Scientific studies have shown that dark chocolate is rich in antioxidants and contains lots of nutrients, making it a snack that promotes good health.

Antioxidants and Their Importance

Free radicals are a part of the biochemicals that exist in our body as a  part of natural metabolism. The problem occurs when there is an imbalance between these free radicals and our anti-oxidants that also exist naturally. When they are not properly balanced it induces what is called “oxidative stress”. In this situation the  “pro-oxidant” molecules called free radicals interrupt basic body functions. The result is a risk of the development a multitude of health problems such as cancer  and heart disease. Antioxidants are considered free radical scavengers, mopping up excess free radicals.

Dark chocolate contains phytonutrients-plant based substances -called flavonoids, which act as antioxidants and may play a role in cancer prevention and heart health, according to research published online  by the National Library of Medicine The cacao plant that chocolate is derived from also contains a compound called theobromine, which acts as an anti-inflammatory in the body. They say, “Cacao is packed with numerous antioxidants in a greater amount  than you get in green tea or red wine. The darker you go, the more antioxidants you’ll get, but there needs to be a balance between eating palatable dark chocolate and getting the health benefits.” Your best bet is choosing a dark chocolate bar with 70 percent cacao or higher as  lower percent sources are likely to contain more sugar and fat, limiting the health benefits according to the Harvard T.H. Chan School of Public Health

Despite the benefits of dark chocolate it is important to remember not to overdue its use. A small amount, not more than an ounce per day is recommended. The caloric and fat content will cause a person to gain weight if too much chocolate is eaten regularly, even the healthy dark variety.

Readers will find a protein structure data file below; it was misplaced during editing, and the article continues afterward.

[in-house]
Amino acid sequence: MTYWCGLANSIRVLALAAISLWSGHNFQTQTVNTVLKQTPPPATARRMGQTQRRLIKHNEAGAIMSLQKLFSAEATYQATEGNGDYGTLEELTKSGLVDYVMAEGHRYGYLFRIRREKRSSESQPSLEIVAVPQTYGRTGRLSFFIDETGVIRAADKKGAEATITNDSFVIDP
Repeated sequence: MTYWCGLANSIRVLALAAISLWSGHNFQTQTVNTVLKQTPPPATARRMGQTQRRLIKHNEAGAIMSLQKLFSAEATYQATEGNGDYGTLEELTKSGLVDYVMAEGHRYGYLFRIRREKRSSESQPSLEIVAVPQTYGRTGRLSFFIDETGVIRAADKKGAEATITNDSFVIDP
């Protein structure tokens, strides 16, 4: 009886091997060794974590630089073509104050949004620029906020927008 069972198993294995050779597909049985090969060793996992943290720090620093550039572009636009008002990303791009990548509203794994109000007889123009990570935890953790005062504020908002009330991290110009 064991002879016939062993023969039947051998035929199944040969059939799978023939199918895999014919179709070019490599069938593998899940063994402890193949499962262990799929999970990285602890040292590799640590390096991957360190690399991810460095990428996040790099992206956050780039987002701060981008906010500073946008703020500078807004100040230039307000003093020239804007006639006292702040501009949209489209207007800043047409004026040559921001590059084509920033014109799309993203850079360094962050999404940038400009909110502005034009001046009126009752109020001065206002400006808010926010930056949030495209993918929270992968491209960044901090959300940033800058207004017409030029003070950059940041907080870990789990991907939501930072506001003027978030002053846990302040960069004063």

Dark Chocolate May Help Prevent Heart Disease and Lower Stroke Risk

systematic review and meta-analysis of many studies taken together, showed that dark eating chocolate once per week was associated with an 8 percent lower risk of  arterial blockages. Another study which analyzed data from 188,000 veterans showed that eating about 1 oz of chocolate every day  was associated with a lower risk of coronary arterial disease. The Research indicates that it’s the flavonoids in dark chocolate that benefit the heart. These phytochemicals help produce the substance called nitric oxide, which relaxes blood vessels and lowers blood pressure as per a research review.

Dark Chocolate May Improve Cognition, Prevent Memory Loss, and Boost Your Mood

Studies seem to indicate that eating dark chocolate with high percentages of cacao, may contribute to maintaining your brain health. According to food scientists Joy DuBost, PhD, RD,the  research indicates that chocolate stimulates neural activity in areas of the brain associated with pleasure and reward, which in turn decreases stress and can  improve mood.

Several studies have begun to narrow down just how chocolate can impact the brain, including research that found eating a little more than 1.5 oz — of 70-percent cacao organic chocolate increased neuroplasticity, the brain’s ability to form new synaptic connections, which could have positive effects on memory, cognition, and mood.

Another study found that memory and learning could be enhanced by chocolate consumption, as the flavonoids found in the cacao beans tends to accumulate in areas of the brain responsible for those functions. Further research even linked the consumption of dark chocolate to reduced risk of clinical depression.

Larger studies need to be  conducted, to further the research and understand the mechanisms involved in these observations.

Dark Chocolate Could Reduce the Risk of Developing Diabetes

Eating chocolate every day doesn’t sound like the best way to prevent diabetes, but studies have shown healthy amounts of dark chocolate rich in cacao could actually improve how the body metabolizes glucose when eaten as part of a healthy diet. Insulin resistance causes high blood glucose (sugar) and is the hallmark of type 2 diabetes, per research.

In one study, the flavonoids in dark chocolate were found to reduce oxidative stress, which scientists think is the primary cause of insulin resistance. By improving your body’s sensitivity to insulin, resistance is reduced and the risk of diseases like diabetes decreases.